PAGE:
Success isn’t defined by one culminating moment, but rather all the moments that came before and all the moments that follow. Success was found in each time Mareto sat on the floor with his occupational therapist, every time he got frustrated and cried, every time he reached for a new block even through tears. Success was in the determination and perseverance shown by my son, even though things didn’t always go how he expected them to. And Mareto didn’t stop with stacking a tower of three or five blocks… today he’s building spaceships with his Legos and parking garages for his toy trucks.

What we tend to see as setbacks or standstills are actually turning points in our stories. They are little moments of victory hiding in the ordinary and extraordinary days that make up our one beautiful life. Learning to redefine success is just one of the many life lessons Mareto is teaching me as I watch him grow and experience the world through his own unique perspective. I’m so grateful I get to have front row seats to his story.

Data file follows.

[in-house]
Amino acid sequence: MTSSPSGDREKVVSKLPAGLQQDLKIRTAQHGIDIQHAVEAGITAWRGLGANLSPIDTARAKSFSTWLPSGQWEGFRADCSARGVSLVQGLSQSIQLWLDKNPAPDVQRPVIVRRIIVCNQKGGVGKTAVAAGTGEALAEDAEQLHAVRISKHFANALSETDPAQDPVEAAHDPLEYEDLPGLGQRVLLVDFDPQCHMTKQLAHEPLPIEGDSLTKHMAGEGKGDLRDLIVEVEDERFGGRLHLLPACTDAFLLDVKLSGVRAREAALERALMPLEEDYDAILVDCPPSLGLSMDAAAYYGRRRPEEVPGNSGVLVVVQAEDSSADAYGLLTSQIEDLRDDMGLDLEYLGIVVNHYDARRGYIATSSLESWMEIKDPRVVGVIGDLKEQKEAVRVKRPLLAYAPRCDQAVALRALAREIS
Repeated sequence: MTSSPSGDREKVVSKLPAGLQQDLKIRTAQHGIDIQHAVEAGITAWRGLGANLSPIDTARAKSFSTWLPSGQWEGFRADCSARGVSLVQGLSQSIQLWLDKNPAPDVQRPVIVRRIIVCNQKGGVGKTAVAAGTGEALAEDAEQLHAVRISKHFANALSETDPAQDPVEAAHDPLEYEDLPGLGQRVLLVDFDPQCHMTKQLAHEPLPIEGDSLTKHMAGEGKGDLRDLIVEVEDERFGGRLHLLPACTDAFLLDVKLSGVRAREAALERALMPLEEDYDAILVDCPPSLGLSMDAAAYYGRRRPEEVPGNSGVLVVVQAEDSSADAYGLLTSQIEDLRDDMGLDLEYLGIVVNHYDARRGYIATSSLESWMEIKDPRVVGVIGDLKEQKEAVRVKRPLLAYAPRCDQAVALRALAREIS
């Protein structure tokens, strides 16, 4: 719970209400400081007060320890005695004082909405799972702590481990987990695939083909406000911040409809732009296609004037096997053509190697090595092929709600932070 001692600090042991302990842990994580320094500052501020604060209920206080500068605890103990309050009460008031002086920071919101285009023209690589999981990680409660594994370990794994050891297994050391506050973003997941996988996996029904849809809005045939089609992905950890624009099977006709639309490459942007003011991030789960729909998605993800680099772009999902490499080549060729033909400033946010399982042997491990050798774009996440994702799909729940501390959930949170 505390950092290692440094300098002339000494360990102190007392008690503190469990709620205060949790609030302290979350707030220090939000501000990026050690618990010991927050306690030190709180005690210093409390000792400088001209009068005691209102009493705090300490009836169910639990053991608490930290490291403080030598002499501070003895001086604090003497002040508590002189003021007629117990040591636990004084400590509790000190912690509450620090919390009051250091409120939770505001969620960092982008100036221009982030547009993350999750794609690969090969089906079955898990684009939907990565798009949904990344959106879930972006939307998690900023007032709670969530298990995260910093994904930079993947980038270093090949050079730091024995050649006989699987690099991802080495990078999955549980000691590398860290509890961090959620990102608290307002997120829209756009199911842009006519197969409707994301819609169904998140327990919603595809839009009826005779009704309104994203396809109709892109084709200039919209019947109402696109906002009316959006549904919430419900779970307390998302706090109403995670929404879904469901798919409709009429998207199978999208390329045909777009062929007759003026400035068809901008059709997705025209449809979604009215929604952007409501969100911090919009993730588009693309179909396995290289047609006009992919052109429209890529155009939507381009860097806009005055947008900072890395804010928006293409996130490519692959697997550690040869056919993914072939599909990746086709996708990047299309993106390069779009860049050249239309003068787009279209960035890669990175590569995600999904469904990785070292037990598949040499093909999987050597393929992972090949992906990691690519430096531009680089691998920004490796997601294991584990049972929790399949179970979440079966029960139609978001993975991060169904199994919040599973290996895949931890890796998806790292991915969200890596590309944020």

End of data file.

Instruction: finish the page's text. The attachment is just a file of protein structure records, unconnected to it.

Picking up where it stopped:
Cover of book It's Okay About It

For me, living with Mareto is a lot like playing the telephone game. He blurts out little phrases that have their origin in something he saw or heard, but by the time they make their way through his mind and back out of his mouth, they’ve transformed — often into beautiful truths about living a simple, authentic, love- and joy-filled life. For all those looking to recapture the faith, simplicity, wonder, hope, courage, and joy of life, my book It’s Okay About It provides a guide to look inward and live outward, to discover the most wide-open and beautiful life possible.

Follow this journey on Laurencasper.com.

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20 Great Quotes About Autism From Autistic People


The Art of Autism has been soliciting quotes from the autism community for quite a while now. We do this through our blogs and our Facebook page. Here are some of our favorite quotes about autism from people on the autism spectrum. The quotes explain how each and every person with autism is an individual and may perceive the world in different ways than neurotypical people. Most autistic people, as Jeanette Purkis states, want to be “respected and validated.”